Common dentex

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Dentex dentex
Sparidae - Dentex dentex.JPG
Dentex dentex
Scientific classification
Kingdom: Animalia
Phylum: Chordata
Class: Actinopterygii
Order: Perciformes
Suborder: Percoidei
Superfamily: Percoidea
Family: Sparidae
Genus: Dentex
Species: D. dentex
Binomial name
Dentex dentex
(Linnaeus, 1758)
Dentex dentex mapa.svg
Distribution Map

Common dentex (Dentex dentex) is a species of Sparidae fish.[1]

Etymology[edit]

Genus and species Latin name Dentex is related to dentēs which means "teeth".[1]

Description[edit]

Adult dentex can reach a length of one metre (3 ft), and weight up to 16 kg (35 lb).[1] Body is oval and compressed. Teeth are very developed in each jaw. Dentex have 11 dorsal spines: 11–12 dorsal soft rays; 3 anal spines: 7–9 anal soft rays. Adults are grey-blue, while young dentex have a slightly different livery, brown-blue with blue fins.[1]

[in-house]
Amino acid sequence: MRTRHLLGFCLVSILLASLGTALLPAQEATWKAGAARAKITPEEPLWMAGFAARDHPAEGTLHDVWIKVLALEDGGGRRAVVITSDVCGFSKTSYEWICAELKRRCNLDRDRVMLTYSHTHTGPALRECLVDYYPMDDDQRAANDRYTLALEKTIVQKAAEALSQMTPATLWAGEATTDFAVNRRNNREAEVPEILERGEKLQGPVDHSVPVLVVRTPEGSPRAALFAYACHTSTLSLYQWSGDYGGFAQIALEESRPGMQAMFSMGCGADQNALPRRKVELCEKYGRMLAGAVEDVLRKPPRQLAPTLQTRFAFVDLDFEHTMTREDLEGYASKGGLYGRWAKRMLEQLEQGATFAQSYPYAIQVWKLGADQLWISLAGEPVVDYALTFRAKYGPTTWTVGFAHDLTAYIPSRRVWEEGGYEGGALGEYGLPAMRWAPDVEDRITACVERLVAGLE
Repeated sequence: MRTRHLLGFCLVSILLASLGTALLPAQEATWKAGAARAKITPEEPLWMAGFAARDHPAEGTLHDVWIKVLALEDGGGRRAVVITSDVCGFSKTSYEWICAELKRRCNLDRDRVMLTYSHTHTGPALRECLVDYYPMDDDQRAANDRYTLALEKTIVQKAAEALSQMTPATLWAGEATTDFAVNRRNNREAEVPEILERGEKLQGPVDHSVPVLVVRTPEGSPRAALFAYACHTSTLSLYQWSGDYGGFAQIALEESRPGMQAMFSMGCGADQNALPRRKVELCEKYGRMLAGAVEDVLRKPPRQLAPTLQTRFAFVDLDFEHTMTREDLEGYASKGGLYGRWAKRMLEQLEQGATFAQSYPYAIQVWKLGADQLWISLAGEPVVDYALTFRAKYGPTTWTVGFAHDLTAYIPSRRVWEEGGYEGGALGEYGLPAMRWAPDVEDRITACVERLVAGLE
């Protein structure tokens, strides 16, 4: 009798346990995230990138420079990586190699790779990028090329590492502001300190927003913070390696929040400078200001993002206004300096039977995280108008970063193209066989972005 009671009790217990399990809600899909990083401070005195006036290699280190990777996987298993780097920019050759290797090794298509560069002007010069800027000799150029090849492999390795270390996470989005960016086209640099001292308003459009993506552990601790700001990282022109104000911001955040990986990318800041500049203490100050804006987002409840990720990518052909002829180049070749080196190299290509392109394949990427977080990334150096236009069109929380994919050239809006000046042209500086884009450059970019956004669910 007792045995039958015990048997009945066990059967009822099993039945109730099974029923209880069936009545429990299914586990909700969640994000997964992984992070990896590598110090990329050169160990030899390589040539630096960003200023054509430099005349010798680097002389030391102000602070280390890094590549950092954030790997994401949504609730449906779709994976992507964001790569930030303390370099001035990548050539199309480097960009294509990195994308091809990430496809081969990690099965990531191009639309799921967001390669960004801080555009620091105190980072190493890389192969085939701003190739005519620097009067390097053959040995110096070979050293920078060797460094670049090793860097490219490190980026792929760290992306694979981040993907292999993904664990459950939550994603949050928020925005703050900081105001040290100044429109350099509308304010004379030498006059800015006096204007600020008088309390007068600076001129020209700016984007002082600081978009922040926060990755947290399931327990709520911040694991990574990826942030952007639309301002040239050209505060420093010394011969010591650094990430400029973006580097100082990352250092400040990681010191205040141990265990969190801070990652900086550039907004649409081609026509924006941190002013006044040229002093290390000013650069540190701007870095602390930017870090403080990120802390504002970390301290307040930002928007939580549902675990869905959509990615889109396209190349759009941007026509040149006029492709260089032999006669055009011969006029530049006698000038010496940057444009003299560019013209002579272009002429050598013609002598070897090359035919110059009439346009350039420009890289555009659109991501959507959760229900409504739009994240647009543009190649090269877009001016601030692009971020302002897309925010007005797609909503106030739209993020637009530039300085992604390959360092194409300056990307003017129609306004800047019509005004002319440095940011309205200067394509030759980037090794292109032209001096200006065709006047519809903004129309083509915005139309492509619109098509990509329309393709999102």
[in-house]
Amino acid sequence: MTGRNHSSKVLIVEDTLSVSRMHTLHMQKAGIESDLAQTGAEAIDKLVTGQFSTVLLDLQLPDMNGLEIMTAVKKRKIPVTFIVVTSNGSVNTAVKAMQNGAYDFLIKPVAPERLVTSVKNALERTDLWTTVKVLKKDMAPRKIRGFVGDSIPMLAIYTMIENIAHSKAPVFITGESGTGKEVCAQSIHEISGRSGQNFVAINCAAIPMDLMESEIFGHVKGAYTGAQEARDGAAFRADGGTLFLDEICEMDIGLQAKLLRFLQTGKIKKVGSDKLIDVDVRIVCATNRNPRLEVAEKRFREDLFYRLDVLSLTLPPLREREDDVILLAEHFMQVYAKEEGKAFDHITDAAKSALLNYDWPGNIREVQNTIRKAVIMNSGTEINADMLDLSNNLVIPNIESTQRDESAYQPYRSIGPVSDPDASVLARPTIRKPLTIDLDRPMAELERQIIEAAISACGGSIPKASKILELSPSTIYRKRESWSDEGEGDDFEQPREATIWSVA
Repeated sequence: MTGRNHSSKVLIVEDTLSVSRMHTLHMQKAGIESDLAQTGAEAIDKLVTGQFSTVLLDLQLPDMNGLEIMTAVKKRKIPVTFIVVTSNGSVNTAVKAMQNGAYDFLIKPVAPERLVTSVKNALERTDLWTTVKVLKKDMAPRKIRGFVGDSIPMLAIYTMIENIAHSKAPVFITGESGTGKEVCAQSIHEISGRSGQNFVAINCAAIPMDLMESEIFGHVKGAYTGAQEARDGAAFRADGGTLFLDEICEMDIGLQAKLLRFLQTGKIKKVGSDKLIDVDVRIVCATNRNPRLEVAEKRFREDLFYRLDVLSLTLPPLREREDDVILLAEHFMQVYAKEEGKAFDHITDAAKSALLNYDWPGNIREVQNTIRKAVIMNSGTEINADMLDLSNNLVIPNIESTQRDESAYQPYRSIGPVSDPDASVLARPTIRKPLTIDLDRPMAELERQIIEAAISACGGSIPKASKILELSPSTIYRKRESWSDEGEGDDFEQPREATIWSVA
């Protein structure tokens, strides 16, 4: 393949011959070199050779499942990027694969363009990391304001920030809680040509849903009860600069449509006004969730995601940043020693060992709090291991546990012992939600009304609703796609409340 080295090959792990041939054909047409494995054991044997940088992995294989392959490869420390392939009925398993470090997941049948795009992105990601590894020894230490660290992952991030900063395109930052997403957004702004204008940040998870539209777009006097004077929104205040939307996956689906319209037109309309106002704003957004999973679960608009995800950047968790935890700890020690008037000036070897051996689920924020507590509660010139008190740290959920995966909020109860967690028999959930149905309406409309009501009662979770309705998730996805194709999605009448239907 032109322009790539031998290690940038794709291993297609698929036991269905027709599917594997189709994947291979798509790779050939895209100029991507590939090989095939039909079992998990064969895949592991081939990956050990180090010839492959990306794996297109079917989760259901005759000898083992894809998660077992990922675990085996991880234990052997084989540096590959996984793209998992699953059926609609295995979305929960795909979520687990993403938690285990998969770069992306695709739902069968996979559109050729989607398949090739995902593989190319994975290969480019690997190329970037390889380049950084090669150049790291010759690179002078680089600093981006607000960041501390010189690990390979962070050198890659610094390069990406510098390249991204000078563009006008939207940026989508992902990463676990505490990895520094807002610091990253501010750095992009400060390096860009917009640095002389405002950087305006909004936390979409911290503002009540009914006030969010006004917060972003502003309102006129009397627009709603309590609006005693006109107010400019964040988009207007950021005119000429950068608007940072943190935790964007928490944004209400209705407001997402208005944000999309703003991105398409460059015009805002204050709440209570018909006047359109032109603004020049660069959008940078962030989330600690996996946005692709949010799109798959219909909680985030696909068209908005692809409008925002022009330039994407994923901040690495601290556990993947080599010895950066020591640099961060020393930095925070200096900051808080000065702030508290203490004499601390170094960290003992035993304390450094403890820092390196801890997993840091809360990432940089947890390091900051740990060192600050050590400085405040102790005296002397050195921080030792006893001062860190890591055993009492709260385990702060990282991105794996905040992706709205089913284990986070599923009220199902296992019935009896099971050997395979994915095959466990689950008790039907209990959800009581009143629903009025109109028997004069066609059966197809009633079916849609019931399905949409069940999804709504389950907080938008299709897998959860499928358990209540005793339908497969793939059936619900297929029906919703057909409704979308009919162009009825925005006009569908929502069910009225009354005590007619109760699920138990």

Biology[edit]

Dentex is an active predator, feeding on other fish, mollusca and cephalopods. It is solitary for most of the year, but during reproduction it lives in groups for some weeks: fully-grown dentex stay together just two to three weeks during spring in the warmer water near the surface. [1]

Distribution and habitat[edit]

Dentex is common in the Mediterranean Sea, but also seen in the Black Sea and the Eastern Atlantic Ocean from the British Isles to Mauretania, sometimes up to Senegal and Canary Islands. It lives in sandy or stony deeps, from just some metres/feet to 200 m (700 ft).[1][2]

References[edit]

Further reading[edit]

  • Louisy, Patrick (2006). Trainito, Egidio, ed. Guida all'identificazione dei pesci marini d'Europa e del Mediterraneo. Milan: Il Castello. ISBN 88-8039-472-X.